A Career Guide with a Generational Twist

Promote-Yourself-3D-Cover

 

Depending on who you ask, I fall into the Millenial or Gen Y age group based on the year I was born in (1985). The research about Millenials is generally fascinating, although not always flattering. Dan Schawbel, also a Millenial, has just come out with a new career guide, just for our peers: Promote Yourself: The New Rules for Career Success. I received an advance copy and generally found it to be a good read with some very interesting original research. Some of it I just can’t get out of my head, like a survey of Millenials that showed 56 percent of the respondents wouldn’t work at a company that banned social media use!

What struck me, though, as I read through Schawbel’s book, is how universal his advice is. While Promote Yourself is ostensibly just for Millenials working for larger companies, the advice mirrors what I would tell a new freelancer in many ways, as well as what I might suggest to someone of a different age group — there are some pieces tailored to members of Gen Y, but most of the book is simply good advice for anyone early on in their career.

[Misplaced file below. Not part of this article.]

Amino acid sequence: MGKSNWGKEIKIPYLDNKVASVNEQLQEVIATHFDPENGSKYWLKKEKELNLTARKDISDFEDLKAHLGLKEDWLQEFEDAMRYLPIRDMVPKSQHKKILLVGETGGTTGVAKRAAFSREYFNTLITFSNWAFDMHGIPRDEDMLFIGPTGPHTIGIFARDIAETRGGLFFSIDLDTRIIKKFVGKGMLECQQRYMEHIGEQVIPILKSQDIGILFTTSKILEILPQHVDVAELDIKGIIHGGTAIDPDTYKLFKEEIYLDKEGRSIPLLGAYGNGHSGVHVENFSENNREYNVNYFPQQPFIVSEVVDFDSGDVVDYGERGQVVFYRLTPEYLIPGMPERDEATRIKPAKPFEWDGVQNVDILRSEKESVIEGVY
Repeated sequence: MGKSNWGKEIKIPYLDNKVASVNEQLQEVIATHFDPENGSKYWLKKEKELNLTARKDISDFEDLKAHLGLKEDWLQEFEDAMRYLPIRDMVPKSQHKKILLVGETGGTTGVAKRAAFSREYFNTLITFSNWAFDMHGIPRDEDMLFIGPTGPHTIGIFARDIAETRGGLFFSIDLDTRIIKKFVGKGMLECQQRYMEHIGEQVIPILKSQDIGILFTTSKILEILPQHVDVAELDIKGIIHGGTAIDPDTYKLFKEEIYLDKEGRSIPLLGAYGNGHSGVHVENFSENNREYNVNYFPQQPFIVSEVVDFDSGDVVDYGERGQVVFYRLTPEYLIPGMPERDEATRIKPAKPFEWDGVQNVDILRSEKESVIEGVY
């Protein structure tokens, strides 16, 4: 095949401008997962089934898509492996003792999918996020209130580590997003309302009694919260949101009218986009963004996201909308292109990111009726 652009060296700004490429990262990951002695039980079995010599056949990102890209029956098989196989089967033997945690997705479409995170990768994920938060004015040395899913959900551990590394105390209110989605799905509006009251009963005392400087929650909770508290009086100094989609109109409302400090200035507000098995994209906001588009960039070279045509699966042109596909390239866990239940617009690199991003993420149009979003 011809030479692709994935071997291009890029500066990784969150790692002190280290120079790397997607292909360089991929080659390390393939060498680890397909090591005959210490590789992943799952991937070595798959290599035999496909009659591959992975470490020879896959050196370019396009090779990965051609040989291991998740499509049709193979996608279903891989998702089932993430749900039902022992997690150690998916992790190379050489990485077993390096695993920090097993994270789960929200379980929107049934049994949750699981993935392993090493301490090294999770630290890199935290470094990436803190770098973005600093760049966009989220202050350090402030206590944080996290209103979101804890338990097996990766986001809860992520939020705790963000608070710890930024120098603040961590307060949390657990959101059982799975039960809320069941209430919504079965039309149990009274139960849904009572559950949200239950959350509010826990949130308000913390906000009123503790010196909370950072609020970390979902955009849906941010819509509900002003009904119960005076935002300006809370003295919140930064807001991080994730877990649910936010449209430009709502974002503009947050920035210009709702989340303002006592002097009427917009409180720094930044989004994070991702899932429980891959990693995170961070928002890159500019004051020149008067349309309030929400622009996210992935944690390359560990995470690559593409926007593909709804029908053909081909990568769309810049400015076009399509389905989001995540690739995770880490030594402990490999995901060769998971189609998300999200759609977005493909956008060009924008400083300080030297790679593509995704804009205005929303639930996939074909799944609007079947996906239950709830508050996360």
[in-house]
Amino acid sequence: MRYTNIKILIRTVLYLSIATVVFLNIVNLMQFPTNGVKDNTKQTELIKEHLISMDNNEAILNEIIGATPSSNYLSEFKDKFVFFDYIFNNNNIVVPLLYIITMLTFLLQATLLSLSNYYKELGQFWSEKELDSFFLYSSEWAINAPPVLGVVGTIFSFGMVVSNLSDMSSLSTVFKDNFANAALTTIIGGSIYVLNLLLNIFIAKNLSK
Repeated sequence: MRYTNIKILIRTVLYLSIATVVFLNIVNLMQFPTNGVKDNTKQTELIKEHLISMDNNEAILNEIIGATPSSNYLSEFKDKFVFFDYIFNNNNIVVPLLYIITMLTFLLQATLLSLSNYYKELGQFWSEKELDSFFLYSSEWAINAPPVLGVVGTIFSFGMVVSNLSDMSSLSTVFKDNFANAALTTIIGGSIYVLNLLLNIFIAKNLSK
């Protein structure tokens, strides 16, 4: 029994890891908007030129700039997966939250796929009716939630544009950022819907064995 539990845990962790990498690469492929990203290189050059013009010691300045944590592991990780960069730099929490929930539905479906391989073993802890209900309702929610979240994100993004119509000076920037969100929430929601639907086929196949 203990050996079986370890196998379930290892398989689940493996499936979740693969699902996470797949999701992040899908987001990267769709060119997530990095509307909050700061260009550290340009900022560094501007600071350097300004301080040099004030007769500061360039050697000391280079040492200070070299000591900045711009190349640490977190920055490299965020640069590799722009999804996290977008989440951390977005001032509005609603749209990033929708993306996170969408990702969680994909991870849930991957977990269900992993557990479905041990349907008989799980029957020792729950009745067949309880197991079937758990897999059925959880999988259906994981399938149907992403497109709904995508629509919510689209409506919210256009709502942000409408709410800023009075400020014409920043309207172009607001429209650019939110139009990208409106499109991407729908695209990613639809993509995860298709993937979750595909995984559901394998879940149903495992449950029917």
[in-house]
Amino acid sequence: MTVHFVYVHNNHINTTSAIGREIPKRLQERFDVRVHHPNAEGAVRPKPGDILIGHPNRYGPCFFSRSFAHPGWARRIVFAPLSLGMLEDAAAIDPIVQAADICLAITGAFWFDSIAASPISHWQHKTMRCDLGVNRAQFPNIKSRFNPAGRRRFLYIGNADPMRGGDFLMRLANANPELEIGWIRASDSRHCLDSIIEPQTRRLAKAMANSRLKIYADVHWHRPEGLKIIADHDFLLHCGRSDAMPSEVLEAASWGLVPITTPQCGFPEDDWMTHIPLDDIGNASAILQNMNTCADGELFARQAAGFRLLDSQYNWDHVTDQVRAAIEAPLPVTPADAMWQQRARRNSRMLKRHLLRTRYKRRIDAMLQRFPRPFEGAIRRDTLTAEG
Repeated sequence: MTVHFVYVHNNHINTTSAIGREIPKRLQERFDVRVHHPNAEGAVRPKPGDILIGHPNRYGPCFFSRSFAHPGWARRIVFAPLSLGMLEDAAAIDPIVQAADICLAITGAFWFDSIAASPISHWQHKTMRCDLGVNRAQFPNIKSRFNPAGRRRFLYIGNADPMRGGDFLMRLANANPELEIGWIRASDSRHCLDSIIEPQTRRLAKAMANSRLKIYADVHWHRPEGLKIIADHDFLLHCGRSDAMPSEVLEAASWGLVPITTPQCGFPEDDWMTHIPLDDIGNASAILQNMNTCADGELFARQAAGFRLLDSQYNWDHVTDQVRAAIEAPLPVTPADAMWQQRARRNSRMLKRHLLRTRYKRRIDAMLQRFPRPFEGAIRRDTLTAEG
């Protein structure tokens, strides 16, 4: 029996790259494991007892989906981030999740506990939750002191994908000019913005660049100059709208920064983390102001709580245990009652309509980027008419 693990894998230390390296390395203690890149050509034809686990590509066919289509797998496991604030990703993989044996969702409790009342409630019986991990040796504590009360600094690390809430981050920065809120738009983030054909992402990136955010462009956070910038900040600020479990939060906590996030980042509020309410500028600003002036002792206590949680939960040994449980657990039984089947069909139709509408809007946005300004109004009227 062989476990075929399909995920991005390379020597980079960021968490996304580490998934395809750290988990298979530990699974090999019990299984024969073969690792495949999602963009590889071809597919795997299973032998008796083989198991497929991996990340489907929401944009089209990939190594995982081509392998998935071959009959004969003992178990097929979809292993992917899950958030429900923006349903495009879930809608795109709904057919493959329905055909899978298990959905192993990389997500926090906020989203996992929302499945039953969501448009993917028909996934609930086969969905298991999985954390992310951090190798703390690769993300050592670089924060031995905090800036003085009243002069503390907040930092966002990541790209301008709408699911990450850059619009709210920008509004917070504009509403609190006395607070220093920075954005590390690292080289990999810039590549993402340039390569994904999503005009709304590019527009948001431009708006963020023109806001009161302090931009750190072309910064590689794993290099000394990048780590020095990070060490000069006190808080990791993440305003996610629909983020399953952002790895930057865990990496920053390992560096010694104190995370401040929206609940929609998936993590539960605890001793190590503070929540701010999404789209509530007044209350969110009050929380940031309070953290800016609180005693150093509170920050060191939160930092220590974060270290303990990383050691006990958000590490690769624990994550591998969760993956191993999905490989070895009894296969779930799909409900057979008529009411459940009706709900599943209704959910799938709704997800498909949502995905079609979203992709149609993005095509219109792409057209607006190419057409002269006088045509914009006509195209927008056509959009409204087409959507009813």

For example, Schawbel puts a lot of emphasis in this book on ‘thinking inside the box.’ He cites research and anecdotes about how Millenials are known for wanting promotions faster than most companies are willing to award them and that to get those faster promotions, an employee has to find ways to excel within the existing system. I have my doubts that Millenials are alone in expecting speedier promotions than managers are willing to award; it may be more a matter of the age group being willing to announce that they’d like those advancements publicly. But working within the boxes that an organization sets out is fundamentally good advice — and not something always suggested. But whether you’re working as a freelancer or as a full-time employee, you’re going to have meet the expectations set out by your manager or client. Getting fancy or going overboard without following the guidelines of the organization you’re working with won’t always help your cause, but getting some buy-in (working within the box) will make the process a lot smoother and earn you rewards faster.

Overall, Promote Yourself offers a clear guide to professional development, with an eye towards branding yourself as an expert within a large organization — and perhaps even bringing a little entrepreneurial oomph to what you’re working on, no matter how many layers of management you’re dealing with.

 

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